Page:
The Associated Press reports that investigators worked overnight, shutting down a stretch of highway in Manhattan and also focusing on "a New Jersey home and a van in a parking lot at a New Jersey Home Depot store."

Meanwhile, the city's residents appear to be following Cuomo's earlier advice to "be New Yorkers and live your life." Officials said there was no sign of a larger plot, and with that, the city's Halloween festivities continued as planned.

Security measures in the city are being enhanced, officials say.

Saipov moved to the U.S. in 2010 from Uzbekistan, a former Soviet state in Central Asia.

Acquaintances described him to The New York Times, The Cincinnati Enquirer and The New York Post as quiet, hardworking and friendly, and expressed surprise over the attack. "He did not seem like a terrorist," one fellow Uzbek immigrant told the Times. "He was really calm," another told the Enquirer. "He is [a] very good guy," a friend told the Post, which described the man as shocked to hear about the attack.

On Wednesday, Uzbek President Shavkat Mirziyoyev sent a condolence letter to President Trump and volunteered his country's resources to assist with the investigation, according to multiple wire reports.

The comment was notable, the AP reports, calling Uzbekistan "one of the most closed off post-Soviet republics" and reporting that before now, the country "officially never commented or acknowledged any security incidents abroad involving Uzbek nationals."

On Tuesday, after the attack, President Trump tweeted that he ordered Homeland Security to "step up our already Extreme Vetting Program."

Dan Byman of Georgetown University and the Brookings Institution tells NPR that the administration's currently proposed changes to the immigration system — so-called extreme vetting — would "probably not" have prevented this attack.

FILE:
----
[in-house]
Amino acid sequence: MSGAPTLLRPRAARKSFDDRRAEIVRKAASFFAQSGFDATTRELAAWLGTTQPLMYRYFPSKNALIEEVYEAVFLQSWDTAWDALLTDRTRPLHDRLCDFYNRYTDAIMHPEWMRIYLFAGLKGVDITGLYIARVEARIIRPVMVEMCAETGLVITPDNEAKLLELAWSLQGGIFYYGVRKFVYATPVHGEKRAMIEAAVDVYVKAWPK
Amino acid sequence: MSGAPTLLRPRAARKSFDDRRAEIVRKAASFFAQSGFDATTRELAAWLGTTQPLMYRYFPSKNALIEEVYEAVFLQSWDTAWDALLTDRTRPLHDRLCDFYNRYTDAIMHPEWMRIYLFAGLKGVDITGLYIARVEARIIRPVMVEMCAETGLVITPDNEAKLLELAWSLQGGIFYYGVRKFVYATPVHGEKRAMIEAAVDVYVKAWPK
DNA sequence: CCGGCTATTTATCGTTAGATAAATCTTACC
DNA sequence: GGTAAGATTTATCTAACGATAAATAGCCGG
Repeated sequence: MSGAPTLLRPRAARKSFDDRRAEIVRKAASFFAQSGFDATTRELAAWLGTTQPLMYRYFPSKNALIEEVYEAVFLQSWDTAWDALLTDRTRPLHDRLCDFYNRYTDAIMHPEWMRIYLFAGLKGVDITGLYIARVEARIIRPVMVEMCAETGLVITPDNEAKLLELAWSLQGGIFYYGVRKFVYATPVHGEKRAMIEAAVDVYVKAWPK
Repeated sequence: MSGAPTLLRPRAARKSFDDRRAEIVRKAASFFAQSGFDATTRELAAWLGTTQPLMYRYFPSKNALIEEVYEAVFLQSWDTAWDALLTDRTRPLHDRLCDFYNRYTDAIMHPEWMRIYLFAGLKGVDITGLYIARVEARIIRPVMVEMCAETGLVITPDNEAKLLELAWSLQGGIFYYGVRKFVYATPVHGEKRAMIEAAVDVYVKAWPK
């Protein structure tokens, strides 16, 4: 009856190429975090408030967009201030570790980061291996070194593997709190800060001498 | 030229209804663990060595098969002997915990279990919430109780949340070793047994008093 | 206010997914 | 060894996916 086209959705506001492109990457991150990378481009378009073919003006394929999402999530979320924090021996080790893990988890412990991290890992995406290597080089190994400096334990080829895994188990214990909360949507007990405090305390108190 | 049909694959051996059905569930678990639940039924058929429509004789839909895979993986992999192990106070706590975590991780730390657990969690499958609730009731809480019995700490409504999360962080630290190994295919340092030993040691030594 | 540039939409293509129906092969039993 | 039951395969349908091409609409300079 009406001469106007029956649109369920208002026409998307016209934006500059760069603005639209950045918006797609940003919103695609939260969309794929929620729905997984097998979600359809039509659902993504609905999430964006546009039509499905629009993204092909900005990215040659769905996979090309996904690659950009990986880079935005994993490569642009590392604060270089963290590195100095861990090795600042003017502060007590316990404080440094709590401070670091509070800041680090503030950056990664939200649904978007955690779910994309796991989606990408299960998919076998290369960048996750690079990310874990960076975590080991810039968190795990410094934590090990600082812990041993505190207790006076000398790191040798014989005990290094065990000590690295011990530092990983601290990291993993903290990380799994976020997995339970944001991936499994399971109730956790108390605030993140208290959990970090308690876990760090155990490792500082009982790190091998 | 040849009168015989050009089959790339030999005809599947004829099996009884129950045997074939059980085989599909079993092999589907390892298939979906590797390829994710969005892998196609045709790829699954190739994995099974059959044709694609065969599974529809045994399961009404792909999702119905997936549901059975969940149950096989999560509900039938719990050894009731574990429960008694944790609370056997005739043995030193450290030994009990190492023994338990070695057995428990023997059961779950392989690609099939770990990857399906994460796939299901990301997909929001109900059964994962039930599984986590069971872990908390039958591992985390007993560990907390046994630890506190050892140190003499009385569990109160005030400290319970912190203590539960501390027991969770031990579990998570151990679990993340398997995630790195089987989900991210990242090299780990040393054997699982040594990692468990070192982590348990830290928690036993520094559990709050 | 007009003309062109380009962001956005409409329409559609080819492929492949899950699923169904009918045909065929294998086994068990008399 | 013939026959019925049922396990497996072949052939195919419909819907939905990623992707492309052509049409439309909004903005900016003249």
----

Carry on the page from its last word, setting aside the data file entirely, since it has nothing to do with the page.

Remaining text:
Saipov "came from an area that wasn't on the list of top countries of concern," Byman says.

"The proposals don't call for constant monitoring once someone is in the country," he says. "It seems like this individual became much more radical relatively recently. So the ideas on the table don't seem particularly relevant to this attack."

Trump tweeted more criticism of the immigration system on Wednesday morning, stating that the suspect entered through the "diversity visa" program, which offers a lottery for countries with historically low rates of immigration to the U.S.

One media outlet reported last night that Saipov had a "diversity visa," which NPR has not confirmed.

In his tweet, Trump specifically targeted Senate minority leader Chuck Schumer (D-N.Y.) for criticism.

As The Washington Post reports, Schumer "did play a key role" in developing the visa lottery, which was part of an immigration package passed in 1990. But Schumer was later part of the "Gang of 8" group of lawmakers whose proposed immigration reforms included an end to the lottery, as Sen. Jeff Flake (R-Ariz.) pointed out on Twitter.

The Post reports that the alleged connection between Schumer, the green card lottery program and Saipov was widely reported on right-wing media late Tuesday and early Wednesday. The newspaper notes that the program has been debated for years, with opponents raising concerns over national security risks and the possibility of fraud.

Story source: NPR